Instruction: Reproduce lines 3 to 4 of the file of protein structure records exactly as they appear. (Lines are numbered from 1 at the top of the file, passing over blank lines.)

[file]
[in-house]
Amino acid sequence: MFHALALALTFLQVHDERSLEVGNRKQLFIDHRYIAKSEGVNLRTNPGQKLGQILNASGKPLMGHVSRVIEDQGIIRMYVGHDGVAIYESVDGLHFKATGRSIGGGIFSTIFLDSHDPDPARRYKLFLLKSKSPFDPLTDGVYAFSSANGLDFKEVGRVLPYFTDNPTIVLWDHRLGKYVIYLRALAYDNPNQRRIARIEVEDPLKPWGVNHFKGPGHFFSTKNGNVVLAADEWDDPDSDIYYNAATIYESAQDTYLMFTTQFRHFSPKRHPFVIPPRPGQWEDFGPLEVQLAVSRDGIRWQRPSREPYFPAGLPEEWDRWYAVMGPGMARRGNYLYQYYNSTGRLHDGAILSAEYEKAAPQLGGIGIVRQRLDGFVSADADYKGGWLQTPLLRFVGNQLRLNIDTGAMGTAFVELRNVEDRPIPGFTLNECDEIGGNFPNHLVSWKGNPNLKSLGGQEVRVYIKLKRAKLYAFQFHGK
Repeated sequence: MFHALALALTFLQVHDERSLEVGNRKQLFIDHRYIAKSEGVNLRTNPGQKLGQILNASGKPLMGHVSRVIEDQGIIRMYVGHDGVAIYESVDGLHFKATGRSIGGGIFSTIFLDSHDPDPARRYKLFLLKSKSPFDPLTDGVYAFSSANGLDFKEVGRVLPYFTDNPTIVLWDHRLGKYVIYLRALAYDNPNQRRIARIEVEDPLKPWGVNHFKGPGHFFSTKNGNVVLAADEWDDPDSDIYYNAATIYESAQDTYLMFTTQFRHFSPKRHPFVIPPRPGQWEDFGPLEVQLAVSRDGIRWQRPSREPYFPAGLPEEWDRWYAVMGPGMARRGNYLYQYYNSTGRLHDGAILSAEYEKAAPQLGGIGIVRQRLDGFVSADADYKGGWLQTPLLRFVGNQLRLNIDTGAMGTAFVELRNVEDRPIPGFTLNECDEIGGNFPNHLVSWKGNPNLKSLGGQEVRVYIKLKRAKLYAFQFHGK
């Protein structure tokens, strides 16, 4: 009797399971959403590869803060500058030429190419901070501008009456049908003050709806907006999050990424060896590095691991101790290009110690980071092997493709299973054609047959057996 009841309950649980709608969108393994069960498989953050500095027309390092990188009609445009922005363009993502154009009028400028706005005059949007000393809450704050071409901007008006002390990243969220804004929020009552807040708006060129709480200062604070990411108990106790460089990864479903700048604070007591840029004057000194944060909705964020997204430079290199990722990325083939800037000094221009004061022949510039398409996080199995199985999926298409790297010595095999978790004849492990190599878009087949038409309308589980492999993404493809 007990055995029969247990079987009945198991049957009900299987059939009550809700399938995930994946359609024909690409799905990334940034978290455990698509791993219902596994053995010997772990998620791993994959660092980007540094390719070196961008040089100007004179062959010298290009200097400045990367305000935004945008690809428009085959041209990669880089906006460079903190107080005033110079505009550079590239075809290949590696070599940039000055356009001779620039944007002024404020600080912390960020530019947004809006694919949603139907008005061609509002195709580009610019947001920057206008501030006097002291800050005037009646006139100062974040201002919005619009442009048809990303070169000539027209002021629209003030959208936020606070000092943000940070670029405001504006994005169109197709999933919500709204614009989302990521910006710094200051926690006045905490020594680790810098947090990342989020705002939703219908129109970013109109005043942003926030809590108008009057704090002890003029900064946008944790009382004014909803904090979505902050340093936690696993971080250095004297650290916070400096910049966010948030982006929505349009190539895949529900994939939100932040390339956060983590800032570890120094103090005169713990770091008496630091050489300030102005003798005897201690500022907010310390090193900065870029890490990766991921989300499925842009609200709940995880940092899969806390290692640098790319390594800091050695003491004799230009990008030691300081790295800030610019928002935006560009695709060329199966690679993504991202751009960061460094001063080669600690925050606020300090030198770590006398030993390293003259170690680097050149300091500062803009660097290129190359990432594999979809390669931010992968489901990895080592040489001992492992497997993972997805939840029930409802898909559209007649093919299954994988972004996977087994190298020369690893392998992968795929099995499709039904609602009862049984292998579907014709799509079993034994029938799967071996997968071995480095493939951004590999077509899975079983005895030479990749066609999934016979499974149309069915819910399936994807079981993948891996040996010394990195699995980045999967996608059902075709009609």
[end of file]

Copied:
Repeated sequence: MFHALALALTFLQVHDERSLEVGNRKQLFIDHRYIAKSEGVNLRTNPGQKLGQILNASGKPLMGHVSRVIEDQGIIRMYVGHDGVAIYESVDGLHFKATGRSIGGGIFSTIFLDSHDPDPARRYKLFLLKSKSPFDPLTDGVYAFSSANGLDFKEVGRVLPYFTDNPTIVLWDHRLGKYVIYLRALAYDNPNQRRIARIEVEDPLKPWGVNHFKGPGHFFSTKNGNVVLAADEWDDPDSDIYYNAATIYESAQDTYLMFTTQFRHFSPKRHPFVIPPRPGQWEDFGPLEVQLAVSRDGIRWQRPSREPYFPAGLPEEWDRWYAVMGPGMARRGNYLYQYYNSTGRLHDGAILSAEYEKAAPQLGGIGIVRQRLDGFVSADADYKGGWLQTPLLRFVGNQLRLNIDTGAMGTAFVELRNVEDRPIPGFTLNECDEIGGNFPNHLVSWKGNPNLKSLGGQEVRVYIKLKRAKLYAFQFHGK
């Protein structure tokens, strides 16, 4: 009797399971959403590869803060500058030429190419901070501008009456049908003050709806907006999050990424060896590095691991101790290009110690980071092997493709299973054609047959057996 009841309950649980709608969108393994069960498989953050500095027309390092990188009609445009922005363009993502154009009028400028706005005059949007000393809450704050071409901007008006002390990243969220804004929020009552807040708006060129709480200062604070990411108990106790460089990864479903700048604070007591840029004057000194944060909705964020997204430079290199990722990325083939800037000094221009004061022949510039398409996080199995199985999926298409790297010595095999978790004849492990190599878009087949038409309308589980492999993404493809 007990055995029969247990079987009945198991049957009900299987059939009550809700399938995930994946359609024909690409799905990334940034978290455990698509791993219902596994053995010997772990998620791993994959660092980007540094390719070196961008040089100007004179062959010298290009200097400045990367305000935004945008690809428009085959041209990669880089906006460079903190107080005033110079505009550079590239075809290949590696070599940039000055356009001779620039944007002024404020600080912390960020530019947004809006694919949603139907008005061609509002195709580009610019947001920057206008501030006097002291800050005037009646006139100062974040201002919005619009442009048809990303070169000539027209002021629209003030959208936020606070000092943000940070670029405001504006994005169109197709999933919500709204614009989302990521910006710094200051926690006045905490020594680790810098947090990342989020705002939703219908129109970013109109005043942003926030809590108008009057704090002890003029900064946008944790009382004014909803904090979505902050340093936690696993971080250095004297650290916070400096910049966010948030982006929505349009190539895949529900994939939100932040390339956060983590800032570890120094103090005169713990770091008496630091050489300030102005003798005897201690500022907010310390090193900065870029890490990766991921989300499925842009609200709940995880940092899969806390290692640098790319390594800091050695003491004799230009990008030691300081790295800030610019928002935006560009695709060329199966690679993504991202751009960061460094001063080669600690925050606020300090030198770590006398030993390293003259170690680097050149300091500062803009660097290129190359990432594999979809390669931010992968489901990895080592040489001992492992497997993972997805939840029930409802898909559209007649093919299954994988972004996977087994190298020369690893392998992968795929099995499709039904609602009862049984292998579907014709799509079993034994029938799967071996997968071995480095493939951004590999077509899975079983005895030479990749066609999934016979499974149309069915819910399936994807079981993948891996040996010394990195699995980045999967996608059902075709009609």